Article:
With the Cuben Fabric, the difference in the strength of the fibers as compared to the film at first was a little challenging to hot cut, but after reducing the temperature of my hot cutting tool, I have the right balance that allows the tip to be just hot enough to melt the fibers.  The film still melts very quickly.  I hot cut all of my edges along a steel edge on a glass table.  I have found that the steel edge acts as a heat sink and helps control the melting of the film potion of the Cuben Fabric along the edge, which provides a very clean cut.

In the recent past, I have attempted to cold cut the Cuben Fabric with scissors and a very sharp blade, and have found it to be more challenging than using these cutting tools to cut ripstop polyester (PC-31) or ripstop nylon, for the reasons described above.  I have actually pulled a fiber free from the Cuben Fabric film while cold cutting the material.  The bond is not as strong as you would think with the 0.33 oz./sq.yd. Cuben Fabric.

Just my thoughts based on my own experience with the 0.33 oz./sq.yd. Cuben Fabric.  Use whatever method works the best for you on the density of Cuben Fabric you are using.

Later,

Doug
« Last Edit: September 18, 2013, 07:14 AM by Doug S » Logged

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« Reply #126 on: September 18, 2013, 06:39 AM »

i would love to see a video of you building some of these Doug!!!!!
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« Reply #127 on: September 18, 2013, 07:10 AM »

thief,

It wouldn't be attractive.  My work shop is very neat and organized, but building these very light and small kites with my 57 year old eyes and large hands is quite entertaining, especially tying accurately placed knots in the 10 lb. spectra line.   Cheesy

Later,

Doug
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Doug S
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« Reply #128 on: November 02, 2013, 10:14 AM »

Haven't posted for a while because I have been very busy with college visits for my youngest son and installing the wiring to run my entire home on our large Honda generator.  I have been doing some kite related projects.

The attached picture is of a kite bag I fabricated to hold all of my Hawks.  It's make of Cordura 1000, a 18" x 18" piece of plastic from Home Depot stored in a Cordura sleeve for stiffness, and grey 3/4 oz. ripstop for the six pages to hold each size Hawk.

Doug
« Last Edit: November 02, 2013, 10:24 AM by Doug S » Logged

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« Reply #129 on: November 02, 2013, 10:16 AM »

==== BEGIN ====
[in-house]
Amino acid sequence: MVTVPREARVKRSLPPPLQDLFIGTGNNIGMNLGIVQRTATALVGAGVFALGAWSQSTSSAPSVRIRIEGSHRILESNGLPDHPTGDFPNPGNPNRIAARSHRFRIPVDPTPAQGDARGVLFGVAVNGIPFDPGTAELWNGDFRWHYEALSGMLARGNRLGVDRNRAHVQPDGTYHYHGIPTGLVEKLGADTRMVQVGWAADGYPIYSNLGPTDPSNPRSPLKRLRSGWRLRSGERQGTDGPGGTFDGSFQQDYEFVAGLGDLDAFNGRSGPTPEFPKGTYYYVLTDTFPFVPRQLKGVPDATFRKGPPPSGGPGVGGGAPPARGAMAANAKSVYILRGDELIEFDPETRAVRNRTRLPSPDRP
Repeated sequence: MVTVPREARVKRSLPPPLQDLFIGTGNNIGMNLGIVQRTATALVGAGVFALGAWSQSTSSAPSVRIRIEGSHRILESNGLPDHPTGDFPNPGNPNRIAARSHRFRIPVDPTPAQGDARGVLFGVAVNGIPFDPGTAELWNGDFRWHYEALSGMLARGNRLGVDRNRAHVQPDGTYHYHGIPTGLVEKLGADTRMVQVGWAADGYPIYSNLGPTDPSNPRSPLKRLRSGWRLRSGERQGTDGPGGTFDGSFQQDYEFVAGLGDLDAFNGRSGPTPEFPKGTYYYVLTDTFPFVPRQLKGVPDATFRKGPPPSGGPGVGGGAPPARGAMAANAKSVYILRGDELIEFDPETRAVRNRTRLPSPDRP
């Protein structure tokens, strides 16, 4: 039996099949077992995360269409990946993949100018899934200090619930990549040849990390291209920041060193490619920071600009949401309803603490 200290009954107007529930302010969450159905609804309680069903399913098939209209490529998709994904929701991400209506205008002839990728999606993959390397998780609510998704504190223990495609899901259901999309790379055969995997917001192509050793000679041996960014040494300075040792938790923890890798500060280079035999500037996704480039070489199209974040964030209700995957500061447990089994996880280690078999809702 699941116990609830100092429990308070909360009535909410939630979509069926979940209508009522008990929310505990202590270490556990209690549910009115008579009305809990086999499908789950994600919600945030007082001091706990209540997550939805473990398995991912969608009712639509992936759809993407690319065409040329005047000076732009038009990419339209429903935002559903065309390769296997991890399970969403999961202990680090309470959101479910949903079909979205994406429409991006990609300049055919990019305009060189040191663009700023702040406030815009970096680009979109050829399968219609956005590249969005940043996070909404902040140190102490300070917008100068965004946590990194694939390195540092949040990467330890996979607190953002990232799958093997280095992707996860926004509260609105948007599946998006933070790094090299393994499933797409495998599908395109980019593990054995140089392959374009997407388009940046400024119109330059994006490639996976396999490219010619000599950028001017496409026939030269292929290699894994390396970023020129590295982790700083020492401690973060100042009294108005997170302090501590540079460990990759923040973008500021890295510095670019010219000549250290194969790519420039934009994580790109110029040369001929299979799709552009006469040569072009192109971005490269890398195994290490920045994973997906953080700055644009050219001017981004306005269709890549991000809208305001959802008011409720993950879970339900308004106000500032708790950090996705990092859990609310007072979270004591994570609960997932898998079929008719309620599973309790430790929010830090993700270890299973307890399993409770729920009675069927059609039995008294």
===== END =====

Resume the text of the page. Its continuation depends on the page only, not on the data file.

The attached picture is with the Cordura Flap open.  The Flap is held closed with three pieces of Velcro on the back.  You can see the silhouette of 2 of my 12 in. Hawks that are stored under the first page.

Doug
« Last Edit: November 02, 2013, 10:23 AM by Doug S » Logged

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« Reply #130 on: November 02, 2013, 10:18 AM »

The attached picture is with the pages open to 2 of my 16 in. Hawks.  The kite bag can hold my Hawks with wing spans up to 24 in.  You can see the silhouette of my 20 in. Hawk that is stored under the next page.  The kite bag allows all of the kites to be stored flat.

Doug
« Last Edit: November 02, 2013, 10:21 AM by Doug S » Logged

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« Reply #131 on: November 02, 2013, 10:36 AM »

The attached picture is of my 24 in. Cuben Rapere, which I finished on October 6, 2013.

Doug

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« Reply #132 on: November 02, 2013, 11:06 AM »

The attached picture is 2 of my Cuben Raperes, one with a 16 in. wing span (in front), and one with a 24 in. wing span (in back).

Doug
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« Reply #133 on: November 02, 2013, 01:21 PM »

Also, I just cut out the PC-31 for a stunt kite version of my Rapere.  The prototype will have a wing span of 48 in.  I will fill in the area between the two sails (canard sail and rear sail) with fine black mesh.  I will post pictures in the near future.

Doug
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« Reply #134 on: November 02, 2013, 11:37 PM »

That will be interesting.
I always wanted to do a for and main sail configuration stunt kite, but never got around to actually do. Past the concept drawings.